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My First year plan for new perma garden  RSS feed

 
Rob Sigg
Posts: 715
Location: PA-Zone 6
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Here is a list of things I plan on growing my first year, this is on .3 acres. I know it is a lot, does anyone feel it will be unmanageable?
I am super excited as I have been waiting for years to be able to do this!

Alfalfa
Almond, All in One
Aloe
Amaranth
Apple, Crab
Apple, Red Delicous
Arrugula
Asian Pear
Asparagus
Banana
Basil
Bean, Ground Cover
Beans, String
Broccoli
Carrots
Chamomile, German
Chives
Cilantro/Corriander
Coffee
Currant,black
Dill
Eastern Redbud
Echinacea
Flax
French Tarragon
Garlic
Ginger
Hazelnut
Huckleberry
Kale
Kiwi
Dogwood
Lavender
Lemon
Lemon Balm
Lemon Grass
Lettuce, Butter
Lettuce, Romaine
Lime
Lingonberry
Mustard, Giant Curled
Northern Bayberry
Oats
Onioin, Spring-red purple  bunching
Onions, Sweet-wala wala
Oregeno
Parsely
Pepper, Black Hungarian
Pepper, Chile Big Jim New Mexico
Pepper, Hungarian Sweet Wax
Pepper, Sweet Bell
Pepper, Sweet Chocolate
Pepper, Sweet Purple Beauty
Pineapple
Plum, European
Potato, Red thumb fingerling
Potato, Russett
Radish, Chinese Daikon
Rosemary
Sage
Shallots
Spinach, America
Squash, Lemon
Squash, Summer Zucinni Black Beauty
Strawberry, everbearing tristar
Strawberry, red wonder alpine
Sunflower-dwarf sunspot
Sunflower-Red
Thyme
Tomato, Green Zebra
Tomato, Pineapple
Tomato, Principe Borghese
Tomato, Red Grape
Tomato, San Marzano
Tomato, Silvery Fir Tree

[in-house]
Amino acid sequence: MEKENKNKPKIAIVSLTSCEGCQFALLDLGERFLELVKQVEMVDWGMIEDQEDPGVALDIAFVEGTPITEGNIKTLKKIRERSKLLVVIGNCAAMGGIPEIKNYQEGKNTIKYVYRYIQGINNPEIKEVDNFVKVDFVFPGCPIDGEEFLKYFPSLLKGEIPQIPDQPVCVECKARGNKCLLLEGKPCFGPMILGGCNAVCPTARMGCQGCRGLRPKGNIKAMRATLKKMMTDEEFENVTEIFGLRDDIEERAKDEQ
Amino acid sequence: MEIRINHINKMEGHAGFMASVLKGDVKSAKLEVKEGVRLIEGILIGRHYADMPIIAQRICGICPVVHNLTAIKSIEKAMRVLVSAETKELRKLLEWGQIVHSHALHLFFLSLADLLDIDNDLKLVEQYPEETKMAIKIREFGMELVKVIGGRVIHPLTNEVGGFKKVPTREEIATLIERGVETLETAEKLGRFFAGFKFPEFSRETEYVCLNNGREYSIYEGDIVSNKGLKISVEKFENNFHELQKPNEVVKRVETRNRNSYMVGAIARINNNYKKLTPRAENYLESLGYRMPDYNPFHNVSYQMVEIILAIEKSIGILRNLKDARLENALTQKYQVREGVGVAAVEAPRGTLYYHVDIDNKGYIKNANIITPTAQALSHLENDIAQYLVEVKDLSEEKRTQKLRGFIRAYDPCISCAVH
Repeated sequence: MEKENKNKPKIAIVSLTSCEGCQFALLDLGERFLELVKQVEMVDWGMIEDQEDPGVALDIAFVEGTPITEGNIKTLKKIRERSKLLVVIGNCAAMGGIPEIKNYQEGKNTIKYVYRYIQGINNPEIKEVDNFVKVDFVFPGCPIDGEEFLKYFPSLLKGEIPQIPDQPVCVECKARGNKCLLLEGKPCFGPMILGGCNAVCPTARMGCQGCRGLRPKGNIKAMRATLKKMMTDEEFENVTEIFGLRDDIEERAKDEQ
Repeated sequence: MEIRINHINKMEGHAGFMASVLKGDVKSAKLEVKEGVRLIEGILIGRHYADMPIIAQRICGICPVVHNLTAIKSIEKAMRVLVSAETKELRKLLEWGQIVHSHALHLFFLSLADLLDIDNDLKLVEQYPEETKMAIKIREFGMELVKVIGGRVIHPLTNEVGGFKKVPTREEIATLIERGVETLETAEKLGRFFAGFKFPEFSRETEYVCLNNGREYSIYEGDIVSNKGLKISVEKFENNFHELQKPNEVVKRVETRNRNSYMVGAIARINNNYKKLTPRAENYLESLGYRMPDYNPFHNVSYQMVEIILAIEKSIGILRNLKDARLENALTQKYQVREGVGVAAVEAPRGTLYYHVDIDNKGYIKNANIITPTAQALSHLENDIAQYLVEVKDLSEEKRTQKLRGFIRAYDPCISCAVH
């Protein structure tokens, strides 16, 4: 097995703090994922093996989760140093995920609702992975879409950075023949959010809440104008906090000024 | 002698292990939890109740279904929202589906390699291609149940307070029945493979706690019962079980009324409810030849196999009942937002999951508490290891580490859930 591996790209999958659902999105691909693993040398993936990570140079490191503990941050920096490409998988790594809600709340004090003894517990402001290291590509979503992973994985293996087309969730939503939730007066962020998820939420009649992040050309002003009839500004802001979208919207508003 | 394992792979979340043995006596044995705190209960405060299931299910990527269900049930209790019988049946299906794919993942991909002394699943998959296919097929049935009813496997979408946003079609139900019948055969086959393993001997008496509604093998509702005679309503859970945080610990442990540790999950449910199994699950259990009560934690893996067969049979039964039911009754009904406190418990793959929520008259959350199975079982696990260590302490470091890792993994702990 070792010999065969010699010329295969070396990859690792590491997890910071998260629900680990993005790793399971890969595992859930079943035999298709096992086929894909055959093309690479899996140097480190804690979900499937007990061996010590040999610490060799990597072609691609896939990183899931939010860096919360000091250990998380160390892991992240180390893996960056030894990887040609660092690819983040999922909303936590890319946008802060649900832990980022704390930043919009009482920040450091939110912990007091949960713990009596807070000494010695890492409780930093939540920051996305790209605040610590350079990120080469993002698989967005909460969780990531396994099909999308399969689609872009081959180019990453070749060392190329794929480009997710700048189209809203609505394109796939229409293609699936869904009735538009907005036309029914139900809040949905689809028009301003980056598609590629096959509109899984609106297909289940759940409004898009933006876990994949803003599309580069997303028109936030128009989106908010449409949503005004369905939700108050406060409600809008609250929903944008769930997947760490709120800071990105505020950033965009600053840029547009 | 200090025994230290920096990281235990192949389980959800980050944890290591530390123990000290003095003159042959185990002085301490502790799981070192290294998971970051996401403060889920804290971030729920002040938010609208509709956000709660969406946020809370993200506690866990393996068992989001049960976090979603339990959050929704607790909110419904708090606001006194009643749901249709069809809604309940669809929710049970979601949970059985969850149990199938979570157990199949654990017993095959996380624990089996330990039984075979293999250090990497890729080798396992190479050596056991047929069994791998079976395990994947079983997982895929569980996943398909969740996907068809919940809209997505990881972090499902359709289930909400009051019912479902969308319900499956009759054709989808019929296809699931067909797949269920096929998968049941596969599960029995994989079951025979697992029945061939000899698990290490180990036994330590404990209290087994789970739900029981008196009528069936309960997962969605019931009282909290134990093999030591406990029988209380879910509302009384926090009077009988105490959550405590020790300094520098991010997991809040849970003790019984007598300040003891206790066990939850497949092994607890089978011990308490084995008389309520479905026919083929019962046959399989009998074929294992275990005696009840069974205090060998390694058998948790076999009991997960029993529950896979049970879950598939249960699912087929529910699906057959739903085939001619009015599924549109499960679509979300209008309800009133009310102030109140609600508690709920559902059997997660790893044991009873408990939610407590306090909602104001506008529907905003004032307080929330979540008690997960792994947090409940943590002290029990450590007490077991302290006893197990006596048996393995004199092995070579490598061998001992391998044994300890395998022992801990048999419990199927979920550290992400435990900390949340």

Water Cress
Watermelon, Golden Midget
Wintergreen
 
Brenda Groth
pollinator
Posts: 4434
Location: North Central Michigan
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i looked over your list...it all appears doable to me..it is a lot less than what i have growing here (although i can't grow the bananas and other tropicals here).

i don't see any problem plants in your list either..

i would make an attempt to read up on the plants that you wish to put in and find their needs and make sure you plan by what their needs are so that they'll be off to a good start.

 
tel jetson
steward
Posts: 3379
Location: woodland, washington
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I would ditch the Red Delicious apple, but only because I don't care for the taste.  Green Zebra can be a problem child, depending on how you decide to grow it.  where are you?  you might consider posting your general location and hardiness zone on your profile.  you've got some plants on your list that aren't terribly cold-tolerant and you've got some plants on your list that won't produce without substantial chill hours.  would have to be a special .3 acres or a lot of work.  or I don't know what I'm talking about, which is very plausible.
 
Rob Sigg
Posts: 715
Location: PA-Zone 6
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Sorry I am in zone 6, and the tropicals will be grown inside. Although I am experimenting with them outside at some point.
 
Rob Sigg
Posts: 715
Location: PA-Zone 6
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OK my plan has changed slightly, since this is my first time I was wondering if you all could look at my layout and see what you think about the position of the elements, this is an overall section mostly showing the trees and then general garden placement. The back of the house gets sun most of the day. Any comments are appreciated. Thanks!

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Posts: 211